Should We Know Our Own Strength — Or Any Rating — In Video Games?

Should We Know Our Own Strength — Or Any Rating — In Video Games?

On Friday,Madden NFL 13 revealed the ratings for every quarterback in the league, inviting the usual pointless discussion about who should be ranked ahead of whom and why.

It’s easy to laugh at meathead sports fans who take a great interest in Jay Cutler’s virtual throwing power compared to, say, Eli Manning’s virtual deep ball accuracy, as if these really do involve strategic choices. (They don’t. People play as their favourite teams except in multiplayer, where everyone’s the Patriots.) But sports video games are no more rating-obsessed than any other video game genre, role-playing games especially.

Think about it for a second. I don’t know what my armour class is in real life, other than probably 9 at the moment. Putting on a kevlar vest wouldn’t infuse me with some specific knowledge of its protection, except I had a reasonable expectation it’d stop a slug from, say, a .38 at medium range, whatever that distance is. The Louisville Slugger in my closet isn’t stamped with a figure noting its critical hit damage should I manage to sneak up on a robber in the basement.

Those kinds of things are fully knowable in most video games, however. Acquire loot in DC Universe Online and it’ll tell you precisely how much it’ll improve your might, your strength, and your damage while reducing your rate of attack and speed. It’s always struck me as a big third-wall breach in a game at least nominally predicated on acting out a role within an immersive world.

It’s peevish of me to suggest this, but if a role-playing game involves making decisions in character, one of the most common choices is made practically on auto-pilot thanks to knowing the ratings: does this thing cause or prevent more damage? Yes. Equip it. Never mind that I, or my character, would prefer to fight with a sword instead of a mace, or looks better in chain mail than plate. (This kind of meta-game choice isn’t completely unsupported. In The Elder Scrolls V: Skyrim I have steadfastly refused to give my mage any armour, even though he’s fully entitled to wear it, and it hasn’t thrown my progression out of balance. In DCUO, I can lock my styles so I can get the benefit of an item while maintaining my character’s look.)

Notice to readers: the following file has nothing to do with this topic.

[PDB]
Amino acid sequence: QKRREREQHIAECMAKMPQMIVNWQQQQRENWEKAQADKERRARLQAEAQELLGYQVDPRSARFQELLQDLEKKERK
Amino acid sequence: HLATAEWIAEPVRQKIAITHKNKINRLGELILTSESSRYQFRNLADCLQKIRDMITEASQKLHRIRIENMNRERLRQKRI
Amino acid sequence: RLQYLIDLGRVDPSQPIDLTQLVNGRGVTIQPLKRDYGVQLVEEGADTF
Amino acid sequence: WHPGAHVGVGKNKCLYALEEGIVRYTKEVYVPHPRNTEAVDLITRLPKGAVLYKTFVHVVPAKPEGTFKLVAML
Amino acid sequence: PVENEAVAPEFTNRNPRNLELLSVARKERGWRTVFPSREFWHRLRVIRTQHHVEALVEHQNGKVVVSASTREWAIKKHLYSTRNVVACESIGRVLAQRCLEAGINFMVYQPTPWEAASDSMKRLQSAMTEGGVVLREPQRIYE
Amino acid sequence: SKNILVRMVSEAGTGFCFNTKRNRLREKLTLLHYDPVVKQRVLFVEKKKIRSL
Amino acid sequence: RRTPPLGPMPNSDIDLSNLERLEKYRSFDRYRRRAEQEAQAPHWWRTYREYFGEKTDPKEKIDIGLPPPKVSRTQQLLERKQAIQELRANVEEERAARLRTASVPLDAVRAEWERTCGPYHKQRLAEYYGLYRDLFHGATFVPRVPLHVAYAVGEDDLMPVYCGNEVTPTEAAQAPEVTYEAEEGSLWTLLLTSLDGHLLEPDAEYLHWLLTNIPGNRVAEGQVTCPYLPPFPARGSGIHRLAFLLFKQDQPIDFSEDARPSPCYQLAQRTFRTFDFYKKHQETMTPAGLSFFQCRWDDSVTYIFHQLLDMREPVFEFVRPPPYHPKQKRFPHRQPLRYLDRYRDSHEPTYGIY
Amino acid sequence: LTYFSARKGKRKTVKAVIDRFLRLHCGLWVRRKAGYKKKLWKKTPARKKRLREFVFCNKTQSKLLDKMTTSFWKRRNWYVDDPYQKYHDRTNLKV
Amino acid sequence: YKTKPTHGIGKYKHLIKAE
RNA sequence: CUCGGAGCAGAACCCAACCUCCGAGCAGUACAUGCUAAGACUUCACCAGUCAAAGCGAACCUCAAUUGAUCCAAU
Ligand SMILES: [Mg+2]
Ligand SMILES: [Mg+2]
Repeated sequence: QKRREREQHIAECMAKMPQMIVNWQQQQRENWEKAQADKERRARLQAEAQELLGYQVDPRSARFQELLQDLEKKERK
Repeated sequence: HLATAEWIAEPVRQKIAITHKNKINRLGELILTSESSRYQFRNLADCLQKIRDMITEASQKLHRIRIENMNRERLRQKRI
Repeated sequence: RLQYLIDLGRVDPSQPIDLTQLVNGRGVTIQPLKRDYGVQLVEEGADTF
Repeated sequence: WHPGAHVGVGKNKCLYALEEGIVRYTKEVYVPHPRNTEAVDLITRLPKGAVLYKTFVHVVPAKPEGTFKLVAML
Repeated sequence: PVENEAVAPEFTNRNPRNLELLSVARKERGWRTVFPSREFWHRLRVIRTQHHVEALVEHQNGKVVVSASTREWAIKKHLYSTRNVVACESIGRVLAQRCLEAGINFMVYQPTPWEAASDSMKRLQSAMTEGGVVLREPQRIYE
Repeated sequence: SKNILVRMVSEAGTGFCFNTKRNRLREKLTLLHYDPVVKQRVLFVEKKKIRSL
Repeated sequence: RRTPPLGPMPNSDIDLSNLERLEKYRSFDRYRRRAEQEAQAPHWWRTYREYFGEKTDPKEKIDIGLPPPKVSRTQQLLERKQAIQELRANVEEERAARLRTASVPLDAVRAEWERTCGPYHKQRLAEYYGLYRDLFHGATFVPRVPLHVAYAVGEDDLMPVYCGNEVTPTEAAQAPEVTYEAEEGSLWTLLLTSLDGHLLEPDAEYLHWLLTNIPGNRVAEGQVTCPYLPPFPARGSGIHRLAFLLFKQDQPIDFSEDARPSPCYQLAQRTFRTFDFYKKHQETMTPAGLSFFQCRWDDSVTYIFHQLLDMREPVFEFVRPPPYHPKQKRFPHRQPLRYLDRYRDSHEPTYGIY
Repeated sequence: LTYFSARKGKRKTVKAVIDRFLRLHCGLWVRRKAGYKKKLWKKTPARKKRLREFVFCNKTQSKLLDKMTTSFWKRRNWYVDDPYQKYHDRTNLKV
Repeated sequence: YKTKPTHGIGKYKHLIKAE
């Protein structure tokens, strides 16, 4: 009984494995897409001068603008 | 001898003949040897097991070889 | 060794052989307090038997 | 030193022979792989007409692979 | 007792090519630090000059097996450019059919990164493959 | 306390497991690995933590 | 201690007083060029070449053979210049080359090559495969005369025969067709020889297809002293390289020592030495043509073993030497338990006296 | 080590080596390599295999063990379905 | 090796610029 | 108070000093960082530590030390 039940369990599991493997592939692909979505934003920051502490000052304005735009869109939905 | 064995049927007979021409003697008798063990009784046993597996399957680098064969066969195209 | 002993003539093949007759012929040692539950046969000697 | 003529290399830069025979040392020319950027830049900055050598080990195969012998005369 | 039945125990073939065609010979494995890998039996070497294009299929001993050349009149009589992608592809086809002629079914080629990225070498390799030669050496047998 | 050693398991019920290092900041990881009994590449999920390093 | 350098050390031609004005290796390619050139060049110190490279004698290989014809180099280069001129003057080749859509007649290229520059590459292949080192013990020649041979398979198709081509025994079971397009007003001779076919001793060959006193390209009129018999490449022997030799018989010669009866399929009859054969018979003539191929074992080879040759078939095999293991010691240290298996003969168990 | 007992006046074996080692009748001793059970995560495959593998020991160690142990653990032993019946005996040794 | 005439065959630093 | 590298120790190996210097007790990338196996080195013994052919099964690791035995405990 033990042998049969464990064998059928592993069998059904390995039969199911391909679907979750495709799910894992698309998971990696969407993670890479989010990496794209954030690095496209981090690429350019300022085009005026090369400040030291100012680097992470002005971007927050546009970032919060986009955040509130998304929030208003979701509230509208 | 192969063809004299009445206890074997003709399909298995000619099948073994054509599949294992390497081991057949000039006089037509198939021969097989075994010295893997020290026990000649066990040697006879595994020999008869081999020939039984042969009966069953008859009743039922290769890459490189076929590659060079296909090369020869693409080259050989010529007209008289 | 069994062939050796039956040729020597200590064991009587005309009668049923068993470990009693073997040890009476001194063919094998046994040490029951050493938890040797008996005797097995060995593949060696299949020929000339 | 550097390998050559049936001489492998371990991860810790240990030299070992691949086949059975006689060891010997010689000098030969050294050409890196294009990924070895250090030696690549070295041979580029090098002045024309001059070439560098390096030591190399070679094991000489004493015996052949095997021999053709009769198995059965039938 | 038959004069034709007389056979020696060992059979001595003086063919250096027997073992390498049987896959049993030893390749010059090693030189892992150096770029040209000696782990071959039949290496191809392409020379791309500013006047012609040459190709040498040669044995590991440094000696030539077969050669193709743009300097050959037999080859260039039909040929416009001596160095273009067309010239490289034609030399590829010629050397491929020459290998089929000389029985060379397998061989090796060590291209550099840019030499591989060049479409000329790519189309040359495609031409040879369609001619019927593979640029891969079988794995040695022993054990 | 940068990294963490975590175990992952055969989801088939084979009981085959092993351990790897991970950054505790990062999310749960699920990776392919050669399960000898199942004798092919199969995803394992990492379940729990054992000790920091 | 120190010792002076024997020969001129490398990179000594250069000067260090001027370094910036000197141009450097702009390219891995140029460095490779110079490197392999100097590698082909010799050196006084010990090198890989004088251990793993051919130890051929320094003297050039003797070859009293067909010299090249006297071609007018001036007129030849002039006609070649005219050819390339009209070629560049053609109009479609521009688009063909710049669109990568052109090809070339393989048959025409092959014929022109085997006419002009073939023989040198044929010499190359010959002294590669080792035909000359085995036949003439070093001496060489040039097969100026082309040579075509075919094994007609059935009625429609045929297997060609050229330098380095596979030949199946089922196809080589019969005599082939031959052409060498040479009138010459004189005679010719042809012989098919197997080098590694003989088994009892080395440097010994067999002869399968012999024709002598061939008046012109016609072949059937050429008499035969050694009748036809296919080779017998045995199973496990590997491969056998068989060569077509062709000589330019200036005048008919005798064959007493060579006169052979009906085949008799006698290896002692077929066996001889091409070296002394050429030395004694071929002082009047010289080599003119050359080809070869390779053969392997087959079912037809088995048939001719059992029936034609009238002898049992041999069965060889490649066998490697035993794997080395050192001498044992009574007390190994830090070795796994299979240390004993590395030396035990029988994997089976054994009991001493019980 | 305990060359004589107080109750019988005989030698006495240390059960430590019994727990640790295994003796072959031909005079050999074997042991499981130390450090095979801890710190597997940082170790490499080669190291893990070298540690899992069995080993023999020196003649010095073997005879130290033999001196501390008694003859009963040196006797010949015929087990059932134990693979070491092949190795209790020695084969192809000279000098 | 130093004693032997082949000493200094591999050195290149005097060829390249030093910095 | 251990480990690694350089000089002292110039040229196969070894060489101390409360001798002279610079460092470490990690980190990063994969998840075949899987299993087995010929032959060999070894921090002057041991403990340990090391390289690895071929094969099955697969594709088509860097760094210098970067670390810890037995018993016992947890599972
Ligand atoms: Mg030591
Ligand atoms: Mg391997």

Knowing precise ratings can feel like a fourth-wall breach in games built on role-playing.

Still, should these ratings be exposed to us? What if we were aware of our characters’ abilities and equipment in a more generic way? Things like damage bars over enemies are fine; you have to have some sense of your foe’s health or reaction to your attack. Borderlands would divulge an enemy’s exact level (somewhat redundant, given a naming system that had clear ranks like “BadAss” and “BadMutha”) and pop a damage number up when shot him. But the game’s color-coding of items gave me a broad sense of their scarcity or quality that would often override a decision to equip a gun that maybe did incrementally more damage or had a faster rate of fire.

These sorts of clues could also be used to give you a sense of your own attributes. I don’t know how many hit points I have in real life, but I feel fully healthy right now. I’m not sure what my endurance is, but I can run a mile — slowly. Fallout‘s S.P.E.C.I.A.L. system is numbers-based, but the 1-to-10 nature of it gives you an idea of your qualities without exposing their effect on the dice roll too much.

Growing up, we had a hardass dungeon master who wouldn’t tell you anything. Many DMs our age would introduce NPCs like, “You meet Thag, a level 16 chaotic neutral barbarian who carries a club +2, +6 against undead.” Not this guy. In combat, he’d say stuff like, “You strike the bugbear. Doesn’t look like that hurt him much.” He’d make you spend turns counting treasure, too (which was really pointless, actually). If you wanted to know a magic weapon’s qualities, prepare to do research later on, or discover it through trial-and-error in combat.

We bitched about it, but looking back, it enriched the role-playing experience. My fighter used a short sword because I had come to trust its effectiveness in combat (under this DM anyway), not because I knew it caused d8+3 in damage or whatever. But in an ambush, when things really got desperate, I whipped out a hand axe that I had been told gave off a faint green glow. Turned out it was a vorpal weapon. I think the DM may have goosed the roll just to reveal that, at that time, but it was a thrilling end to something that would have been a lot more strategic and rote if we knew everything.

There is a ratings-based game, recently released, that conceals players’ attributes. NCAA Football 13, in its Heisman Challenge, doesn’t itemize your player’s abilities. I don’t know what Jim Plunkett’s throw power is, I don’t know what Herschel Walker’s speed or “trucking” is. I just know that, reputationally anyway, those guys were known for those qualities. I don’t try to bull over a defender with Barry Sanders, not because I know he’s poorly rated for that, but because I know Barry Sanders was at his best when he was eluding tacklers, not breaking tackles. In the end, I’ve learned something about my player, or “character”,” in a more meaningful way than reading his ratings and comparing them to someone else’s.